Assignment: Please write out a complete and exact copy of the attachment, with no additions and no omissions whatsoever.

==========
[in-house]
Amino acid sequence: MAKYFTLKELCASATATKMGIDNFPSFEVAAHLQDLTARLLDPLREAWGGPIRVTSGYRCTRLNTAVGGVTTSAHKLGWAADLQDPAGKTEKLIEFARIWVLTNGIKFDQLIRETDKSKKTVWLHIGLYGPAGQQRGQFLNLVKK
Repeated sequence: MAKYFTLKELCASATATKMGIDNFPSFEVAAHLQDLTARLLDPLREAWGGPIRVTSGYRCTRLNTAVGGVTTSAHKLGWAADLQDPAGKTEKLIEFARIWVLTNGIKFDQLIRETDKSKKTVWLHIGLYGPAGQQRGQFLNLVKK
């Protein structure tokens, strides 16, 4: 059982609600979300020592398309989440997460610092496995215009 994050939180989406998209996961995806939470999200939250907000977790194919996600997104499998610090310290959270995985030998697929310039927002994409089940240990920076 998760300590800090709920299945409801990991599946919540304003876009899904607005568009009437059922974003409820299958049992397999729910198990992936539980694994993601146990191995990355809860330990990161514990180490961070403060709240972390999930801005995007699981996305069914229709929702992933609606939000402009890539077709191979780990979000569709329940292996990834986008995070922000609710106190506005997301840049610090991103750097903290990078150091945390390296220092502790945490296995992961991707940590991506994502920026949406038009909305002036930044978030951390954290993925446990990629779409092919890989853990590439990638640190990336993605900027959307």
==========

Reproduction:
[in-house]
Amino acid sequence: MAKYFTLKELCASATATKMGIDNFPSFEVAAHLQDLTARLLDPLREAWGGPIRVTSGYRCTRLNTAVGGVTTSAHKLGWAADLQDPAGKTEKLIEFARIWVLTNGIKFDQLIRETDKSKKTVWLHIGLYGPAGQQRGQFLNLVKK
Repeated sequence: MAKYFTLKELCASATATKMGIDNFPSFEVAAHLQDLTARLLDPLREAWGGPIRVTSGYRCTRLNTAVGGVTTSAHKLGWAADLQDPAGKTEKLIEFARIWVLTNGIKFDQLIRETDKSKKTVWLHIGLYGPAGQQRGQFLNLVKK
């Protein structure tokens, strides 16, 4: 059982609600979300020592398309989440997460610092496995215009 994050939180989406998209996961995806939470999200939250907000977790194919996600997104499998610090310290959270995985030998697929310039927002994409089940240990920076 998760300590800090709920299945409801990991599946919540304003876009899904607005568009009437059922974003409820299958049992397999729910198990992936539980694994993601146990191995990355809860330990990161514990180490961070403060709240972390999930801005995007699981996305069914229709929702992933609606939000402009890539077709191979780990979000569709329940292996990834986008995070922000609710106190506005997301840049610090991103750097903290990078150091945390390296220092502790945490296995992961991707940590991506994502920026949406038009909305002036930044978030951390954290993925446990990629779409092919890989853990590439990638640190990336993605900027959307």